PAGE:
The Wall Street Journal gushes about the box-office success of Disney’s Frozen, writing that the film has taken in $317.7 million and “surpassed “The Lion King” to become the highest grossing Disney-produced animated film of all time, not accounting for inflation or re-releases.”
Not accounting for re-releases makes perfect sense, but not accounting for inflation makes none at all. Taking about 15 seconds to visit the handy-dandy BLS inflation calculator tells us that The Lion King took in $492.1 million in today’s dollars back in 1994—55 percent more than Frozen.
Even if it was meaningless, at least the Journal’s statement was explicitly factual. That wasn’t the case for most of the rest of the press.
Combine the Hollywood hype machine with standard journalistic innumeracy (and a little journalistic hype too), and you end up with the box-office “record”—a staple of the arts-and-entertainment sections.
Take this Associated Press story at year’s end, which said, “This year is poised to be a banner one at the box office, and it is projected to surpass 2012’s $10.8 billion by nearly 1 percent, making this the highest annual take ever.”
That’s just wrong in real terms, and it’s not even close. A 1 percent gain would put 2013 at $10.91 billion, which doesn’t even beat 2012’s $10.98 billion mark, which itself fell well short of 2010’s $11.3 billion. In fact, 2013 is only the sixth best year of the last dozen, in real dollars—some $900 million shy of 2002’s haul.
Here’s what the MPAA likes to put out there:
And here’s what that looks like adjusted for inflation:
They’re called real dollars for a reason. They’re real, not nominal, which means “in name only.” You’ll rarely see a correction or clarification for not adjusting for inflation, but these should be correctable errors.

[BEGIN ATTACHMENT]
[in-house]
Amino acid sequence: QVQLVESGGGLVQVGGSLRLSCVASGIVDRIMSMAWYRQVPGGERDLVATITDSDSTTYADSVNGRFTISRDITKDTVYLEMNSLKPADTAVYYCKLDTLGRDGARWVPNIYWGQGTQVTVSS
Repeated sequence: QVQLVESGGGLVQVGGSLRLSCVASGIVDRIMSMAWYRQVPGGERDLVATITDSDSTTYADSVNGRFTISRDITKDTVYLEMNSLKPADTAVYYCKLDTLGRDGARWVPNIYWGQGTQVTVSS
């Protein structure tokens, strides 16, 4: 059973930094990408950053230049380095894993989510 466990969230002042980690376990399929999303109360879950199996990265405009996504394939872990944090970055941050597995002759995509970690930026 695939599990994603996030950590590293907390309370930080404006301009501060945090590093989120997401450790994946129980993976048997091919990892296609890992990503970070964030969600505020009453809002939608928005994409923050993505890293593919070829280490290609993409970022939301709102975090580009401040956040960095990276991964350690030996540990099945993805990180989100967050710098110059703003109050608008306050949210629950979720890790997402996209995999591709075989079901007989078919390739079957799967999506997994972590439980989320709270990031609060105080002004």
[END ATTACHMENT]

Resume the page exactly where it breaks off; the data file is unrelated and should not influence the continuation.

And they’re all over the place.
The Guardian’s headline calls it “2013’s record box-office hoard” and says “one must factor in inflation,” which it fails to do.
And then there’s the folks who really, really ought to know better. Places like Forbes, which said, “2013 Sets All-Time Box Office Record,” the Los Angeles Times, whose headline said, “Hollywood’s 2013 double feature: critical acclaim and box-office record,” and Variety, which said, “Write it down in the history books: 2013 was another record-setting year at the domestic box office.” Oh, and Bloomberg. None mentioned inflation.
Worst of all, though, is USA Today, which somehow wrote this:
Despite some jaw-dropping summer flops and the lack of a monster smash the size of The Avengers, Hollywood will enjoy a record year at the box office.
And unlike many of the industry’s inflation-fueled sales records, this one is legit.
USA Today doesn’t bother to back up its assertion, which is probably why it made it. One clue for the paper would have been its own paragraph that notes that Hollywood sold 200 million fewer tickets than it did in 2002—a 13 percent drop.
In any case, the paper is flat wrong.
Ryan Chittum is a former Wall Street Journal reporter, and deputy editor of The Audit, CJR's business section. If you see notable business journalism, give him a heads-up at email@example.com. Follow him on Twitter at @ryanchittum.
Tags: box office, Hollywood, inflation, innumeracy, movies